If you ask Labrador City resident Craig Foley how accessible the area is to people with disabilities, the number is disappointing.
"On a scale of 10? I'd give it a three," says Foley, who has been using a wheelchair for the past 20 years after being injured in a workplace accident.
"Some of the biggest issues I have surround parking. Not a lot of places have adequate parking, and sometimes getting from the parking space to a building can be difficult," he says.
Snow often isn’t cleared well, making it difficult to get wheelchairs to entrances, he says. Sometimes, ramps aren’t cleared of snow, either.
Then there are people who park in spaces designated for persons with disabilities or people park their vehicles in front of the entranceways designed to accommodate wheelchairs.
Some of the entrances are also problematic - some have accessible doors on the outside, but inner doors aren't automatic, which can cause problems. Other places don’t have accessible washrooms or may have a small step that someone in a wheelchair can’t get over.
There are times, he says, when he turns around and goes home when he sees the condition of some of the buildings that would make it difficult to navigate in a wheelchair. There are some places that he would like to go to, but says it’s just too much trouble.
He's hoping recommendations are coming in a report recently completed by an ad hoc committee - made up of a wide group of community groups, businesses and organizations looking at the need to improve accessibility to include all members of the communities - will be implemented to make life easier for people with all sorts of abilities.
Mobility issues, hearing, sensory and visual impairments are just some of the issues that were examined as part of an audit, which saw the Association for Community Living bring the Coalition of Persons with Disabilities (CODNL) to the area for 10 days.
The audit was made possible through donations by The Iron Ore Company of Canada, Provincial Airlines and the local business community.
“This is a big step for the communities, and for CODNL, as we have audited individual buildings before but this is the first community-wide audit we have done," said Nancy Reid, the acting director of CODNL. "While here, we met with local town councils, the Special Olympics group, addressed the chamber of commerce, to name just a few.”
During the visit, the group visited as many public spaces as possible.
"We visited places like government offices, libraries, the arts centre, schools, the college, recreation facilities, churches, the Mall and some other private businesses," added Trevor Freeborn, training and engagement co-ordinator for CODNL.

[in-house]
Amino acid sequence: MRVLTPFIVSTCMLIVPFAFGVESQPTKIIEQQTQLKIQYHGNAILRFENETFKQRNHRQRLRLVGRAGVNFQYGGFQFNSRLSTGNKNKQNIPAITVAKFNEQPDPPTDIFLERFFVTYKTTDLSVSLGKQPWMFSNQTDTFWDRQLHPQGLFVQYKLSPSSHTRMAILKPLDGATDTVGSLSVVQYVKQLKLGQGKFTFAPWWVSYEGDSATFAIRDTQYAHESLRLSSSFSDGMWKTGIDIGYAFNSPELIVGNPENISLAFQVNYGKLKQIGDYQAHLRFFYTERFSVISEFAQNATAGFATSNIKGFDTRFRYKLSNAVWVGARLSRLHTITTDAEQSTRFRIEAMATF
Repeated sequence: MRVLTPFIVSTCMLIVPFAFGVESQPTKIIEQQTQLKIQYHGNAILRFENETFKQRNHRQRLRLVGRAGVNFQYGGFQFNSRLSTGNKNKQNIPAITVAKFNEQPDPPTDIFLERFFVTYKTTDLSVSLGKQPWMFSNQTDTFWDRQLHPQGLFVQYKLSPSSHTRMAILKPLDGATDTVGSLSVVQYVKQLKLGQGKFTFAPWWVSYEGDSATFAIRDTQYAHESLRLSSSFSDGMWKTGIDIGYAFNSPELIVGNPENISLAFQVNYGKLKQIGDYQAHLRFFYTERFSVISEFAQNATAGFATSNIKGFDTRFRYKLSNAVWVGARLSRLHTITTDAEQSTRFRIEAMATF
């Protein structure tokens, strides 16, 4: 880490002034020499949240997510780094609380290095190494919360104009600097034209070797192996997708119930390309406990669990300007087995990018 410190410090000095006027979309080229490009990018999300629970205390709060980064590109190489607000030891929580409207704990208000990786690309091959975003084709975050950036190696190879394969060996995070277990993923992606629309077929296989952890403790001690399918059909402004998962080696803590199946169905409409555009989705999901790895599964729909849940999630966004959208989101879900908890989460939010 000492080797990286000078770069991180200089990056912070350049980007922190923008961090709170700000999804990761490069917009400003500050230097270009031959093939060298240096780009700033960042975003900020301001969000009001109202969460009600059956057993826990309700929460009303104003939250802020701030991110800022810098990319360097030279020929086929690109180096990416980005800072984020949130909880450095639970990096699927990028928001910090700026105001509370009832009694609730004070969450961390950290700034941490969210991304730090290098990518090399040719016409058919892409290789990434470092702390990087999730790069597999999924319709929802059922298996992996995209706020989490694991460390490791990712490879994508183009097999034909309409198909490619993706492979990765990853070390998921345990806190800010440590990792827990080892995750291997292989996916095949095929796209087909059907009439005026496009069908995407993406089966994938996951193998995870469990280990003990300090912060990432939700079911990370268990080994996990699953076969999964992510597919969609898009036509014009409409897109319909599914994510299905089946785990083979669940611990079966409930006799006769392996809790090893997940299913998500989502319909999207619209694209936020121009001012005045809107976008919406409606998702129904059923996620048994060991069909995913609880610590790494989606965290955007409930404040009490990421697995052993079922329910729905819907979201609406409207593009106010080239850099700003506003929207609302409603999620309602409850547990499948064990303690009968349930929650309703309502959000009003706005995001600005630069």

During the visits, there were a lot of photos taken, and in several months, a report will be made to the ad hoc committee. The report will help groups know what changes are needed.
“There was a lot of cooperation from the people we contacted, which is a positive thing for this assessment," said Theresa Oliver of the Association for Community Living.
Desire for change
Reid says the area has one really positive thing going for it: “We sense a real desire from people in the community to improve accessibility in the area for all persons,” she said.
And that's important when changes have to be made, she adds.
According to the visiting CODNL members, some changes can be made easily and are quick fixes.
“In some locations, it's a matter of placing special mats so people who walk with canes can avoid slippery floors," Reid said.
The group also has a web site - universaldesignnl.ca - that can point out how to make accessibility possible.
Having the audit is a big step for the Labrador West area, adds Oliver, and the group looks forward to sharing the report and then encouraging implementation of the recommendations.
For area residents like Foley, it's great news as well. He points out that more and more people are using wheelchairs, partly due to the aging population in the region.
But, he adds, there's also a huge need to make sure regulations are enforced.
“That means everything to make sure buildings are up to code with doors, ramps and other devices - they make for easy accessibility," Foley said.
"Some ramps, for example, I can’t navigate as they are not up to code."
More enforcement of people parking in areas for persons with disabilities needs to be looked at as well, he adds.
Foley adds that he hopes the community does what it takes to make persons with disabilities comfortable in the community.
Go online: Find out more about accessibility at www.universaldesignnl.ca